|John Leech’s first cartoon of Mr Briggs, a middle-class gentleman residing in the suburbs with his family. Mr Briggs’s adventures are partly modelled on Leech’s own experiences with middle-class life in the suburbs|
Today I did some research on the editor (Mark Lemon) and one of the artists (John Leech) of PUNCH, the wonderful, wonderful, wonderful British magazine (of which 70 kilos reside on the shelf in Sandy’s sitting room). In particular I tried to figure out how long the Lemons and the Leech(e?)s lived at No. 10 and 12 Brook Green after finding a reference that by July 1849 the Lemons lived in Notting Hill.
So I started to dig.
The letters of Charles Dickens proved to be particular helpful for, as it turns out, Dickens was a very good of Lemon’s until the former broke up with his (and PUNCH’s) publisher, Bradbury & Evans. Unfortunately, the transcribed letters only seldom give the address of the recipient (grrrr!), and for 1848 (the year I was particularly interested in) only one letter to Mark Lemon includes an address – 11 Bouverie Street, home not to Mr Lemon, but to Mr Punch: this is the address of the PUNCH office. *sigh*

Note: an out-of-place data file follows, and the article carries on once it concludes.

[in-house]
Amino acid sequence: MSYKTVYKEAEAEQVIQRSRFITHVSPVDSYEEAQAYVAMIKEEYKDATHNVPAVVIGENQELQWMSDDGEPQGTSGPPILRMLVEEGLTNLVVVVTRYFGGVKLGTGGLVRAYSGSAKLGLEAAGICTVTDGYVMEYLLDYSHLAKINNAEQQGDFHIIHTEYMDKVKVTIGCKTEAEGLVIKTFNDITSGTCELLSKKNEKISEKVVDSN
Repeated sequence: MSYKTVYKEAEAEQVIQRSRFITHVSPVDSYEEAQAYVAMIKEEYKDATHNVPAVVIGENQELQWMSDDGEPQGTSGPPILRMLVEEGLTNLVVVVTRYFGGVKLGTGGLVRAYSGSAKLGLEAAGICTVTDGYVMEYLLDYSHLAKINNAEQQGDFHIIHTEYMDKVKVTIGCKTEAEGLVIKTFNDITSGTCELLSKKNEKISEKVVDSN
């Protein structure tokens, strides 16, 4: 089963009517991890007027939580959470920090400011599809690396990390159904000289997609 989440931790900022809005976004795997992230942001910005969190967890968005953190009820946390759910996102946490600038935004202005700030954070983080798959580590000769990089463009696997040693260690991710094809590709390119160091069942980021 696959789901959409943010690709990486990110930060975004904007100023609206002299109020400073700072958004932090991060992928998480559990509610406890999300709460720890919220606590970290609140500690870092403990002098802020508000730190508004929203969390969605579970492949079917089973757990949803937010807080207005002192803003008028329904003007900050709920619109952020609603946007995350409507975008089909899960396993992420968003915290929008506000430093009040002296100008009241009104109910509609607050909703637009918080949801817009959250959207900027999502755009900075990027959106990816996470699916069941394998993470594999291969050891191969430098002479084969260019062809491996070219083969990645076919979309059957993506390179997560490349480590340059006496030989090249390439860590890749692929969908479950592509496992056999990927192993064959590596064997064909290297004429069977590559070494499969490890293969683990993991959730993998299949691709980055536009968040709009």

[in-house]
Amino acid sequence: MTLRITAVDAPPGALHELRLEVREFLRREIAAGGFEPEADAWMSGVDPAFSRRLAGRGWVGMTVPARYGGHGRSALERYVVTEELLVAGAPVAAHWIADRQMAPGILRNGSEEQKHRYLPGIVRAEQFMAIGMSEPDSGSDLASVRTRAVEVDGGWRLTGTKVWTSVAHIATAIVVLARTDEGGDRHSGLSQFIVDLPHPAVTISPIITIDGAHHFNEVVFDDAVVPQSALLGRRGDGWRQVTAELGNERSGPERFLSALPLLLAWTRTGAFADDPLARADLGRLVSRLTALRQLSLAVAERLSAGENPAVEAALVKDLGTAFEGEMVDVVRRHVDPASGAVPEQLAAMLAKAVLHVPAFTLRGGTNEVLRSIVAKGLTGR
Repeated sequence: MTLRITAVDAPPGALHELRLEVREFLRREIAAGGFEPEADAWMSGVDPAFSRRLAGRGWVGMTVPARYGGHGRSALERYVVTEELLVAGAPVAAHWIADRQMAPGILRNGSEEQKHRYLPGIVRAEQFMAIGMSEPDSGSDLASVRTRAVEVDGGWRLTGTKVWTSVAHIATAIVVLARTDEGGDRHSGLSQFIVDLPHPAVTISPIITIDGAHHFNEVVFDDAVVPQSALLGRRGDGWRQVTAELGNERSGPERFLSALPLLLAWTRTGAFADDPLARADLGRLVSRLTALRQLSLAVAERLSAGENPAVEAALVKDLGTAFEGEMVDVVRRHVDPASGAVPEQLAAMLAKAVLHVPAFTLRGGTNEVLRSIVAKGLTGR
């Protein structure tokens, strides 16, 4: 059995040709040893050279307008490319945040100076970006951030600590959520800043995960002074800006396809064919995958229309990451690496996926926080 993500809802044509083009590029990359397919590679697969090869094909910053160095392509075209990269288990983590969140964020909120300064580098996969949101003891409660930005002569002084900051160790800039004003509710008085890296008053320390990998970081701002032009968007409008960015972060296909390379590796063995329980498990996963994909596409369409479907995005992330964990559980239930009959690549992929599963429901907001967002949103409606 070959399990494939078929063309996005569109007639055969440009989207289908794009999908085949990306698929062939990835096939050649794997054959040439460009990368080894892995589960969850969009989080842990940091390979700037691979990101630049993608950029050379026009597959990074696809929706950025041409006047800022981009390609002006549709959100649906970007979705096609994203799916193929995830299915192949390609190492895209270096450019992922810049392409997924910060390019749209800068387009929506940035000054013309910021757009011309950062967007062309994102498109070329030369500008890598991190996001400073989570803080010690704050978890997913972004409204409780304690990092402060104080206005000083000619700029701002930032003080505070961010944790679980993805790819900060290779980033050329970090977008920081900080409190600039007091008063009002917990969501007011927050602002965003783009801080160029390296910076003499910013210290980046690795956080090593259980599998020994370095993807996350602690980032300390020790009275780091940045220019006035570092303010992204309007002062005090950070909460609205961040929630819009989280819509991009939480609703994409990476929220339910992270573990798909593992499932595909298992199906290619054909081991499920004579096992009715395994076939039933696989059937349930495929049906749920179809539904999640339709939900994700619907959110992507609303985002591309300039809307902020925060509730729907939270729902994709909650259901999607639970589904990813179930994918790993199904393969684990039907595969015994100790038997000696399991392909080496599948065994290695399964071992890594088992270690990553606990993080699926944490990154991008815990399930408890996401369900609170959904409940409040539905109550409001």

But as if to make up for his shocking lack of foresight, Dickens referred to a most interesting tidbit in one of his letters from 1847. On 3 August 1847, he wrote to a friend: “What a tremendous chance that Leech’s little girl was not born on the Railway!” A footnote was helpful to supply further background information: Mrs Leech, heavily pregnant, had gone into labour during an outing with Dickenses and a group of other people. In another letter to another friend, Dickens described how she was brought to the Victoria Hotel in Euston in a Bath Chair and had her baby girl in a hotel room. “She is a capital little woman!” Dickens concludes (11 Aug. 1847).
Ha! You do know how much I love such anecdotes, don’t you? 🙂